## Spatial Statistics in R

Dealing with an autocorrelated response variable is a frequent problem in regression. Using R, it is easy to visualize and analyze this type of data using spatial statistics. We will discuss the meat of modeling continuously varying spatial data: incorporating relationships between variables based on proximity. This is accomplished by specifying a covariance or variogram model. We will show how to easily visualize your spatial data and estimate its covariance structure. We will then use our specified model to do prediction at new locations. We will provide a brief discussion of the three categories of spatial data sets: point-referenced (continuously varying) data, areal data, and point processes. We will be using the ozone2 data set in the fields package in R, which gives readings of ozone levels at various locations in the US. Participitants are encouraged to follow along in R on their own laptops.

Presenters: Zachary Mullen and Ashton Wiens

Location: Muenzinger E131
Time: Tuesday, March 14, 5:00 - 7:00 PM

Slides:

R Script:

#Clean up my workspace; save my working directory; load packages
setwd("...")
windows()
rm(list=ls())
library(geoR)
library(mapproj)
library(fields)
library(nlme)

#load my test data; have a look
data(COmonthlyMet)
dim(CO.loc)
lonlat<-CO.loc
elev<-CO.elev
temps<-CO.tmax.MAM.climate
#Response variable: CO.tmax.MAM.climate
#Spring seasonal means
#(March, April,May) means by station for the period 1960-1990. If less than 15 years are
#present over this period an NA is recorded. No detreding or other adjustments have been

#Visualize!
quilt.plot(lonlat,temps)

#annoying map problem; change lonlat->dist:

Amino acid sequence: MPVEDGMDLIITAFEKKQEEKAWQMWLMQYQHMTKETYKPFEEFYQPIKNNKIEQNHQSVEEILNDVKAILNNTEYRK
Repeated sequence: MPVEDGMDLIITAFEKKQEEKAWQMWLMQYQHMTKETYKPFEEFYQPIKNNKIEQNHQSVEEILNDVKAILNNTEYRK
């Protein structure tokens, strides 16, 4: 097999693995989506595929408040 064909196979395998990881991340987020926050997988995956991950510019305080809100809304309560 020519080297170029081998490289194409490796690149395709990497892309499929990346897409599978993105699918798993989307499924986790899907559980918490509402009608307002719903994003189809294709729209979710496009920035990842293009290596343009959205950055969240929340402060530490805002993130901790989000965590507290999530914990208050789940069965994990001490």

hold <- mapproject(x=lonlat[,1],y=lonlat[,2],projection="sinusoidal")
xy <- cbind(hold\$x,hold\$y)

#Also annoying: missing values:
hold <- !is.na(temps)
temps <- temps[hold]
elev <- elev[hold]
xy <- xy[hold,]

#Regress
lm1<-lm(temps~xy[,1]*xy[,2]+elev)
summary(lm1)
quilt.plot(xy,lm1\$fitted.values)
quilt.plot(xy,lm1\$residuals)
savePlot(filename = "Residuals1",type = c("jpg"))

#Make an xy distance matrix
dist.mat<-rdist(xy)
dist.seq<-seq(0,max(dist.mat),length.out=50)
vg<-variog(data=lm1\$residuals,coords=xy,breaks=dist.seq)
plot(vg)
par(mfrow=c(1,1))
#eyefit(vg)

#rigorous estimates
vfit<-variofit(vg,cov.model='matern',weights='cressie',nugget=.12,fix.nugget=TRUE )
res.sill<-as.numeric(summary(vfit)\$spatial.component[1])
res.range<-as.numeric(summary(vfit)\$spatial.component[2])
res.nu<-as.numeric(summary(vfit)\$spatial.component.extra[1])

#eyeball estimates
res.sill<-.90; res.nugget<-.12; res.range<-.011; res.nu<-.5

#resestimate the mean using GLS
Sigma<-Matern(dist.mat,nu=res.nu,range=res.range)
lowertri.Sigma<-Sigma[lower.tri(Sigma,diag=FALSE)]
lm2<-gls(temps~xy[,1]*xy[,2]+elev,correlation=corSymm(lowertri.Sigma,fixed=TRUE))

#reestimte spatial structure so we can Krige
vg2<-variog(data=lm2\$residuals,coords=xy,breaks=dist.seq)
#eyefit(vg2)
res2.sill<-1.17;res2.nugget<-.3;res2.range<-.022;res2.nu<-1

#That Krige Matrix stuff
Sigma2<-res2.sill*Matern(dist.mat,nu=res2.nu,range=res2.range)
krig<-Sigma2%*%solve(Sigma2+diag(res2.nugget,length(xy[,1])))%*%lm2\$residuals

#How did we do
par(mfrow=c(1,3))
quilt.plot(xy,temps,main='Data',zlim=c(0,25))
quilt.plot(xy,lm1\$fitted.values,main='First Regression',zlim=c(0,25))
quilt.plot(xy,krig+lm2\$fitted,main='Full Model',zlim=c(0,25))
savePlot(filename = "FullModel",type = c("jpg"))

#Hard to eyeball the above; what about the deviation from the data?
range(temps-lm1\$fitted.values)
range(temps-lm2\$fitted-krig)